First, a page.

At the southeast tip of Capri, a terrace on the promontory of Punta Tragara overlooks the south coast and the three sea stacks known as the Faraglioni. The view sweeps from the mainland Amalfi peninsula to Monte Castiglione, with its castle, and down to the bay of Marina Piccola. From the right side of the terrace, a path leads to the Pizzolungo, one of the island's most beautiful walks, to the 15-meter-high Natural Arch.
6 Marina Piccola
If you imagine this spot before the sun-worshipers and cafés, it's easy to believe that it was the place where the Sirens lured Ulysses. The little harbor on the south coast gets the most sun and is protected from the winds by steep cliffs, so it's often warm enough for sunbathing even in the winter. Take the bus from Capri town or walk down Via Krupp, continuing down the steps from the little church of Sant'Andrea to find the free beaches of Marina di Pennauro and Marina di Mulo.
So far from the glitz and celeb-watching of the Piazza in Capri, Anacapri floats in a dream world atop its plateau. The flight of more than 500 stone steps, built in Phoenician times, has been supplanted by a three-kilometer road, which buses connect to the lower town. The 18th-century church of San Michele in Anacapri is built on an octagonal Greek cross floor plan, and its floor of majolica tiles depicts the expulsion of Adam and Eve from the Garden of Eden. The town's principal church, Santa Sofia, dates from 1510, but the sacristy and oratory include the remains of an older church of San Carlo. It's hard to miss the red crenelated Casa Rossa, built by an American Civil War veteran; a museum inside displays Roman statues found in the Blue Grotto.
8 Villa San Michele
Few homes have such a perfect setting, but Villa San Michele's magic lies not only in its beauty, but in its personality. It was the home of the Swedish doctor Axel Munthe, who immortalized its concept, construction, and his life there in The Story of San Michele. The house and gardens surrounding it are filled with his personal collections, ranging from priceless archaeological artifacts -- Roman, Egyptian, and Etruscan antiquities - to 20th-century art. The views from its gardens, framed by vine-draped pergolas and marble statues, are breathtaking.
Address: 34 Via Capodimonte, Anacapri
9 Monte Solaro
From Piazza Vittoria in Anacapri, a chair-lift (12 minutes) and a footpath (1 hour) lead up to the summit of 588-meter Monte Solaro. From this highest point you can see not only the whole island, the Bay of Naples, and Amalfi peninsula, but as far as the mountains of Calabria. Not far below the summit is the 16th-century monastery of Cetrella, rarely open.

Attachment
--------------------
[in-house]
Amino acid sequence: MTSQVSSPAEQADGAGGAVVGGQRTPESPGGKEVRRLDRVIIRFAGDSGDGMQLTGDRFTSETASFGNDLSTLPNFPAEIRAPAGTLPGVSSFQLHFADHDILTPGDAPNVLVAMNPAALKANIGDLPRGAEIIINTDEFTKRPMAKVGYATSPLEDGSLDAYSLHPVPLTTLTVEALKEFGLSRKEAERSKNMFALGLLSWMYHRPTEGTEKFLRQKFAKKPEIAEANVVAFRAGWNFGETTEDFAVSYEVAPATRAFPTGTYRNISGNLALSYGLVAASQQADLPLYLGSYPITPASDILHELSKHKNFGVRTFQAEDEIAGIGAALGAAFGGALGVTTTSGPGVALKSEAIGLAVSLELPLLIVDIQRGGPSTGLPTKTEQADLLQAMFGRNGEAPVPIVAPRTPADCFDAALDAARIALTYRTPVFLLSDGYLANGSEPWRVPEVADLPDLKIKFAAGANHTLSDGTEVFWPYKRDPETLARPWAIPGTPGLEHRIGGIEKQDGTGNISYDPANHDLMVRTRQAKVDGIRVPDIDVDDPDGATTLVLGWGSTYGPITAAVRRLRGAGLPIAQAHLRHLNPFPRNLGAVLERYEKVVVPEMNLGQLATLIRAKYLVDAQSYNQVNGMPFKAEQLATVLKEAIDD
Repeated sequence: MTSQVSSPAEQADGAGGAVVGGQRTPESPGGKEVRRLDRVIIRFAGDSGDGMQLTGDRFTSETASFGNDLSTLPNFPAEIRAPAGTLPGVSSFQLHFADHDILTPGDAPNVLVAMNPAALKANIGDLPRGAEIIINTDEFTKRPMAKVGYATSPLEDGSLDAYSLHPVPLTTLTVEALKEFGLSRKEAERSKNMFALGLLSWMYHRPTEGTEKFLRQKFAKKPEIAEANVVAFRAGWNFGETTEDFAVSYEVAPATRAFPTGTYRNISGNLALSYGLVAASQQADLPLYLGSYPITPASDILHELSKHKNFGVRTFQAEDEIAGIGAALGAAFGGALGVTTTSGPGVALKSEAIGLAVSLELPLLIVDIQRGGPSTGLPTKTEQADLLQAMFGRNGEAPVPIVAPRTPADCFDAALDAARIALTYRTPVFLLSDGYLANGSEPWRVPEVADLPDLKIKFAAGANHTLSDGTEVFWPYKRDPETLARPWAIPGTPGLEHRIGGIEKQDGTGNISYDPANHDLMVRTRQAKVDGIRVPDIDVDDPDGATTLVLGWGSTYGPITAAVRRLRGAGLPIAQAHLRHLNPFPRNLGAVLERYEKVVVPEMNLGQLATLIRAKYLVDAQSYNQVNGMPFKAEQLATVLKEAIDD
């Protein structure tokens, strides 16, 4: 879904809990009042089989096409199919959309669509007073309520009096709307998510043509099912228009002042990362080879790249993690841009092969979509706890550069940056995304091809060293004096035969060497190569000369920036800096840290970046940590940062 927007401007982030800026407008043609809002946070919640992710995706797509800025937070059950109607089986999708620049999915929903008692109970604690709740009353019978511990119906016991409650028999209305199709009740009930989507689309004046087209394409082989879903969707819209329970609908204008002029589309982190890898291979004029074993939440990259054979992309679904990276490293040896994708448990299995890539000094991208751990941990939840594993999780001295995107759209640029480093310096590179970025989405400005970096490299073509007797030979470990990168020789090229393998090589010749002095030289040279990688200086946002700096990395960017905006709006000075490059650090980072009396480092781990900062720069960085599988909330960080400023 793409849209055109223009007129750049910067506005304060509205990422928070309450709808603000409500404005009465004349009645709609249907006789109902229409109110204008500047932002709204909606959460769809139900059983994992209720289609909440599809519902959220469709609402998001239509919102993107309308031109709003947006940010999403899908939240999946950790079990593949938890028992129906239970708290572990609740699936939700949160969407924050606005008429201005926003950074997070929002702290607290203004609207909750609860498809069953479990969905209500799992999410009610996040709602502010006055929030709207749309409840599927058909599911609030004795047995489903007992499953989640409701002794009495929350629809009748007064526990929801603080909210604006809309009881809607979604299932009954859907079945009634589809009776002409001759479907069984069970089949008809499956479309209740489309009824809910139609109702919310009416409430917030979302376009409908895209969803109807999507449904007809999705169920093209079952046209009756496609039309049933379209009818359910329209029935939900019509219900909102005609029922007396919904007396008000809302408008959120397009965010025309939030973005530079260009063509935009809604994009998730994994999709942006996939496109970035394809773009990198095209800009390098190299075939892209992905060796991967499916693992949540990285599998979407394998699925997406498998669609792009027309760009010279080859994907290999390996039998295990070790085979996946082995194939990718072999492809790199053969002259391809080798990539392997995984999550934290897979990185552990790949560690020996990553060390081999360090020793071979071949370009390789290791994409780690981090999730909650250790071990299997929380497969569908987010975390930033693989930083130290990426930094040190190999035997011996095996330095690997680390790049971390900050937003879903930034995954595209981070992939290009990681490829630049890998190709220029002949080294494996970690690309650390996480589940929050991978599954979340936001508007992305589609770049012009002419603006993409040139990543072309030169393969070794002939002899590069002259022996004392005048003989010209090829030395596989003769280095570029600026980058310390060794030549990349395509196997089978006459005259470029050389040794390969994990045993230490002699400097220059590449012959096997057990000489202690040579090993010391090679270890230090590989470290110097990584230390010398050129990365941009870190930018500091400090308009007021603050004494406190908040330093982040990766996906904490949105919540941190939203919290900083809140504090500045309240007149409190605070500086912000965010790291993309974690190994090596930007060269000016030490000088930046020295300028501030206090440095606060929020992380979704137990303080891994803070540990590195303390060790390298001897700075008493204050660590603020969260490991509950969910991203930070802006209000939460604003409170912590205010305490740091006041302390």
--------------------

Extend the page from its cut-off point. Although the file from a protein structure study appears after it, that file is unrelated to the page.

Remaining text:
10 Grotta Azzurra (Blue Grotto)
The grotto is a massive flooded cave with an opening into the sea. Reflected sunlight makes the cave appear to be lit from inside with an eerie bright blue glow. Small boats cluster near the entrance to take tourists into the cave through an opening that is barely a meter high - you may have to lie on the floor of the boat to get through, and when the sea is rough, it is impossible to enter. Romans thought it the home of sea nymphs, but since the 19th century, it has been Capri's major tourist attraction. To access the Blue Grotto, take a boat from Marina Grande or a bus from Anacapri or by the Via Pagliaro (three kilometers) from Anacapri.
11 Boat Trips
For those who don't have the time to walk its many coastal trails, the best way to see the more remote parts of Capri is on a boat excursion around the island. It takes about two hours by motorboat, three to four hours by row-boat. Shorter trips around and among the Faraglioni sea stacks take about an hour.
Address: Dock 0, Marina Grande, Capri
Getting Around on Capri
As much of Capri's best scenery is from belvederes and walking paths, the best way to get around the island is on foot and by the buses that run frequently between Capri and Anacapri. A 15-minute funicular ride takes you from Marina Grande up to the town of Capri. (Walk left from the docks to reach the funicular station and a taxi stand.) The bus station in Capri is in Piazza Martiri d'Ungheria (on Via Roma); Anacapri's is in Piazza della Pace.